by Ken Sehested
Every year on 6 August much of the world remembers the first-ever atomic bombing, of Hiroshima, then of Nagasaki. Few remember, though, that the US firebombed more than 60 other cities (using the recently invented incendiary substance known as napalm), including Tokyo, where the deaths of more than 100,000 (mostly by fire, destroying 16 square miles of the city), rivaling the fatalities caused by the Hiroshima attack.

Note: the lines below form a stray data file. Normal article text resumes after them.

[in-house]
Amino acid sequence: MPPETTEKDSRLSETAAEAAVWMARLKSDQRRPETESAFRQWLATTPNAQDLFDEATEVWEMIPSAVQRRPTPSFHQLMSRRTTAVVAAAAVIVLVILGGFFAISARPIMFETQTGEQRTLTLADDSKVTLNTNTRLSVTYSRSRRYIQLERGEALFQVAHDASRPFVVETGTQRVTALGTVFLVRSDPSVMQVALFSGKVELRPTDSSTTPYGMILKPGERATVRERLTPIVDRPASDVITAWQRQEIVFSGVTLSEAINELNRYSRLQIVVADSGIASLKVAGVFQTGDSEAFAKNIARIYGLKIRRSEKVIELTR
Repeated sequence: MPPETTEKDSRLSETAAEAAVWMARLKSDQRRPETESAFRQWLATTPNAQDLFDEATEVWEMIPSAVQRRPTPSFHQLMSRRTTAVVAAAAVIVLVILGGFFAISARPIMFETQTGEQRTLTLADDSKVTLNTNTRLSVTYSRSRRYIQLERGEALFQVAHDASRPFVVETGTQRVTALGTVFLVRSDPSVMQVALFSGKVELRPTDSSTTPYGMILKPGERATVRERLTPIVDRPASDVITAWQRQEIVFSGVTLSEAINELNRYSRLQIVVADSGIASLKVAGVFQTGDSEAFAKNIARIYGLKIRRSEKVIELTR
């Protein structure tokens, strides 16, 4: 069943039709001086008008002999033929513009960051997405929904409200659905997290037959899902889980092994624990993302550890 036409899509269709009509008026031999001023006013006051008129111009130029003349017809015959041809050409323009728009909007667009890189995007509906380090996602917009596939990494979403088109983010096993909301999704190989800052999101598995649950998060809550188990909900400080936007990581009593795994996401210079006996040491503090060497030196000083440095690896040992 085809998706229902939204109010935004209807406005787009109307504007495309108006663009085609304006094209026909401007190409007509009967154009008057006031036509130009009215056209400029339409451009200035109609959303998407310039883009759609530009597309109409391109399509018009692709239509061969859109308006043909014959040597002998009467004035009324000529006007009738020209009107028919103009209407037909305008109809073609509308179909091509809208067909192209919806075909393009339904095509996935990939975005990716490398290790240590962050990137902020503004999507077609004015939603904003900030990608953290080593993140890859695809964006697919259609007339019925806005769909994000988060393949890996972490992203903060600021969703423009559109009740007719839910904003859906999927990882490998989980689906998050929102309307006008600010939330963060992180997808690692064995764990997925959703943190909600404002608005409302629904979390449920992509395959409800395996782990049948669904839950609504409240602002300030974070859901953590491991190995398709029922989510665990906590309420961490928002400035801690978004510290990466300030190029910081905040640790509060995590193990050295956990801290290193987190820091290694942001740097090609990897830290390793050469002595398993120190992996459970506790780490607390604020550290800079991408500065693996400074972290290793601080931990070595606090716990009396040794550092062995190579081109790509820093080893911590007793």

Despite the Hague Convention of 1907, where European powers agreed to forbid the use of aerial bombardment of civilian populations, the prohibition was rarely observed. Both German and English aircraft killed at least 2,000 civilians during World War I.
The first egregious case of such bombing occurred in 1937 in Guernica, Spain, during the Spanish Civil War. Adolph Hitler supported the fascist Spanish General Francisco Franco. An estimated 1,000 Guernica civilians were killed—an atrocity that inspired the artist Pablo Picasso his famous “Guernica” painting, which still stands as an icon addressing the barbarity of modern warfare. Read more ›